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CLOUDS ON THE INFORMATION HORIZON: HOW TO AVOID THE STORM
Information Management Journal
. Lenexa: Jul/Aug 2009. Vol. 43, Iss. 4; pg. 32, 5 pgs
While much has been written about cloud computing, there has been little focus on the implications for applying recordsmanagement rules to information stored in the clouds. Without that understanding, organizations cannot make informeddecisions about using these resources. The number and variety of cloud-based applications is growing rapidly, and manyorganizations either already use a SaaS solution or are considering one. Cloud computing has a definite place in today'sorganizations and is likely to become even more prevalent. However, records management compliance ramifications of SaaSsolutions must be fully considered before they are implemented. The most recent update to the US Federal Rules of CivilProcedure, which occurred in December 2006, places a large burden on an organization preparing for discovery. Recordsmanagement compliance is difficult enough inside of an organization, even when it is using its own best practices tool set.The tools may not exist, but organizations are moving -- or have already moved -- data into the cloud.
Copyright ARMA International Jul/Aug 2009
Cloud-based solutions, such as web-based e-mail, have many advantages. But organizations must be aware of the complianceissues related to storing their information outside of their own control.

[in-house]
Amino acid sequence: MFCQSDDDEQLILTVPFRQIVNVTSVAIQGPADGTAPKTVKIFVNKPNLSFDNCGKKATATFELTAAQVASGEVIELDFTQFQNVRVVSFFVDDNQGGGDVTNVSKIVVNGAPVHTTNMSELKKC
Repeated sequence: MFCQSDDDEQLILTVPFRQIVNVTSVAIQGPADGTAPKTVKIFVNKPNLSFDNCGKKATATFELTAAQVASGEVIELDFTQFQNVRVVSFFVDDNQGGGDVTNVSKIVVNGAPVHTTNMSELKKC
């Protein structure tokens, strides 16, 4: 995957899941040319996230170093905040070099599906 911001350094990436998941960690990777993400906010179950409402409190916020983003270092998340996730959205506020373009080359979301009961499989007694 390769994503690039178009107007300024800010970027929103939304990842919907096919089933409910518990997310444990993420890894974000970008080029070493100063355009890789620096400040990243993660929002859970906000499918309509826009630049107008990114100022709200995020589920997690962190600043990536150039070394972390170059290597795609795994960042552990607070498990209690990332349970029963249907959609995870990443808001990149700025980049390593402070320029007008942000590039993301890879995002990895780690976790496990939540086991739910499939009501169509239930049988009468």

While much has been written about cloud computing, there has been little focus on the implications for applying recordsrnanage ment rules to information stored in the clouds. Without that understanding, organizations cannot make informeddecisions about using these resources. This understanding begins with a couple of definitions.Generally, clouds are large collections of easily usable and accessible virtualized resources (i.e., hardware, developmentplatforms, and/or services). These resources can be easily reconfigured to match varying service demands (loads) allowingthe service provider to adjust for optimal resource utilization. A few examples include resources offered by Amazon, Google,and IBM.There is an interdependence between cloud computing and softwareas-a-service (SaaS). SaaS, which is commonly definedas a software delivery method that provides access to applications and functionality through remote access to a web-basedservice/infrastructure, typically operates in the cloud. With SaaS, applications are not owned by the user; access and use arelicensed for a defined period of time from an application service provider. This can save the licensing organization money forsoftware, hardware, support, and maintenance.This article relates to records and information being stored in a SaaS/cloud environment - whether created in an organization'scaptive environment or outside of its in-house computing systems. Information in the cloud resides in server farms and datawarehousing facilities that may be spread throughout the country or even globally. Even though an organization may be doingbusiness with a vendor down the street, its data may be stored many states away - or even in a different country.As vendors identify needs and applications in the market and rush to develop and present cloud-based solutions, their ideasmay not be fully developed or include records management rules-based control.Not knowing where their information is stored and not having records management control over it are two major complianceconcerns for organizations storing their records in the cloud environment.Typical Cloud MatterThe number and variety of cloudbased applications is growing rapidly, and many organizations either already use a SaaSsolution or are considering one. Following are some of the most common types of solutions.Communications
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